State Farm is the biggest home insurance company in the country based on market share. State Farm’s home insurance coverage is fairly standard, but the company offers a few discounts that can help Nevada homeowners get a lower rate. State Farm also has helpful online tools and resources, plus a user-friendly mobile app. If you are looking for optional coverage, State Farm offers a few endorsements, including options to cover your musical instruments, jewelry and lawn decorations.

Learn more: State Farm Insurance review


USAA has the cheapest average premium on our list, but the caveat is that it only sells coverage to active duty and retired military personnel and their families. If you qualify for USAA insurance, you may be able to take advantage of the company’s excellent customer service, reliable coverage and discounts. Although the company does not qualify for official ranking with J.D. Power due to its eligibility restrictions, it consistently receives high customer satisfaction scores.

Learn more: USAA Insurance review

How much is homeowners insurance in Nevada?

The average cost of homeowners insurance in Nevada is $822 per year for a policy with $250,000 in dwelling coverage. For comparison, the average cost of home insurance in the United States is $1,312 per year. Nevada homeowners pay about 37% less than the average American for their insurance coverage.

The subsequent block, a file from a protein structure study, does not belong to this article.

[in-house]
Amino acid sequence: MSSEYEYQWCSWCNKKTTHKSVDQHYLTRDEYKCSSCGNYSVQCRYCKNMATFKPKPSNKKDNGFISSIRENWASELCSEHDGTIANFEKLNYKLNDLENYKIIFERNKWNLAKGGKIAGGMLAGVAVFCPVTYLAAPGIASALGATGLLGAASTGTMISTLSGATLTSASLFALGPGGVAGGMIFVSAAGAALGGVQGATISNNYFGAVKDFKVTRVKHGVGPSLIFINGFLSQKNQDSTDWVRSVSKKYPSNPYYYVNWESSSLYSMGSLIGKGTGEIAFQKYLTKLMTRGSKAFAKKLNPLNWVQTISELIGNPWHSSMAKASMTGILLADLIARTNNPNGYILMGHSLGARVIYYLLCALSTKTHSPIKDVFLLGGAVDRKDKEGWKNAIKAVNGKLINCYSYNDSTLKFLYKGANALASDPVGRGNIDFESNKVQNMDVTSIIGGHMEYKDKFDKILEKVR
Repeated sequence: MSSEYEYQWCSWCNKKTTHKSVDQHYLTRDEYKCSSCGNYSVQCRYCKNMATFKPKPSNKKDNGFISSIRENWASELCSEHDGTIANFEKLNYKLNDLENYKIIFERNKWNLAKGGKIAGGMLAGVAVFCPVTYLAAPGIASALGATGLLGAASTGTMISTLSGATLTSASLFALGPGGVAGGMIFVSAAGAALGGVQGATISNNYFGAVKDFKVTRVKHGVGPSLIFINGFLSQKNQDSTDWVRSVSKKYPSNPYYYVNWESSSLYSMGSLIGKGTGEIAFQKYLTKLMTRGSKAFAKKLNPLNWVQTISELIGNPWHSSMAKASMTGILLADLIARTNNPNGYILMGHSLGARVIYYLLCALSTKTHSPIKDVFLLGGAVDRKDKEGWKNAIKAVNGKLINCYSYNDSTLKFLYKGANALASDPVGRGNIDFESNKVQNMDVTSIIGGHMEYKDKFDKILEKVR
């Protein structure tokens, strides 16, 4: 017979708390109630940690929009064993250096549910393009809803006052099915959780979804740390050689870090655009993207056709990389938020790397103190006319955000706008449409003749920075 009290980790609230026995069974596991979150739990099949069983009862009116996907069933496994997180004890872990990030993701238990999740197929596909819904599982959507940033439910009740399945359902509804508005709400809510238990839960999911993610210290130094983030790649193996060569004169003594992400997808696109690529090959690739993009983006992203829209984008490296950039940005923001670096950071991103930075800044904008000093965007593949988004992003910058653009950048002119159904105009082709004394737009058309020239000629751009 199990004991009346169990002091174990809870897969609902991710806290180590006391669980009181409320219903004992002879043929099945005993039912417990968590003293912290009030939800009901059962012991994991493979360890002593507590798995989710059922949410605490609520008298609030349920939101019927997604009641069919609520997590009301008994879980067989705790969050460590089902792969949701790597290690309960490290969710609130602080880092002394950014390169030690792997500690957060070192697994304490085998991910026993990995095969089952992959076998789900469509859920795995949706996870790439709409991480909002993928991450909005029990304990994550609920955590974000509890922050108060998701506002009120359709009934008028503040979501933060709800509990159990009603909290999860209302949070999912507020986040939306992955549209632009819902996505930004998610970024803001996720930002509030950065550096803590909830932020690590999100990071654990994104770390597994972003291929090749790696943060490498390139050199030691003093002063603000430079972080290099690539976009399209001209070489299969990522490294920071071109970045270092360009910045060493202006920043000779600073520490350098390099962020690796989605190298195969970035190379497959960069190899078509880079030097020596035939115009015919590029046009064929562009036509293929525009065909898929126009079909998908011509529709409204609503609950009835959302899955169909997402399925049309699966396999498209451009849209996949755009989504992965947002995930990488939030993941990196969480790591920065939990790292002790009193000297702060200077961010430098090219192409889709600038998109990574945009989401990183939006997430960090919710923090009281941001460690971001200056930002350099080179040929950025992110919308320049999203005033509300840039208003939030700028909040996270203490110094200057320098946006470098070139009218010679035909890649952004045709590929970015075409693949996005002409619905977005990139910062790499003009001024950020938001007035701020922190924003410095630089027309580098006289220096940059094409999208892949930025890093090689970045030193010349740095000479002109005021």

Home insurance in Nevada is cheaper than in many bordering states. In California, the average annual home insurance premium is $1,014, and in Arizona, homeowners pay an average of $1,189 per year. A number of factors go into determining home insurance premiums. It’s possible that the costs for materials and labor are cheaper in Nevada, which would lower the cost of claims. Parts of Nevada may also be at a lower risk for home damage overall.

Home insurance in Nevada

Homeowners in Nevada may want to be aware of the common causes of damage in the state. Having this information might make it easier to know what home insurance coverage to purchase to best protect your finances.

Common causes of loss in Nevada

Nevada sees its fair share of storms and other natural disasters. Some common causes of home damage in Nevada include:

  • Flooding: Especially in southeast Nevada, floods are relatively common. The National Flood Insurance Program (NFIP) reported an average claim payout of $36,500.
  • Water damage: Other kinds of water damage, including damage from water backup, heavy rains causing roofs to leak and broken pipes, are also common in Nevada.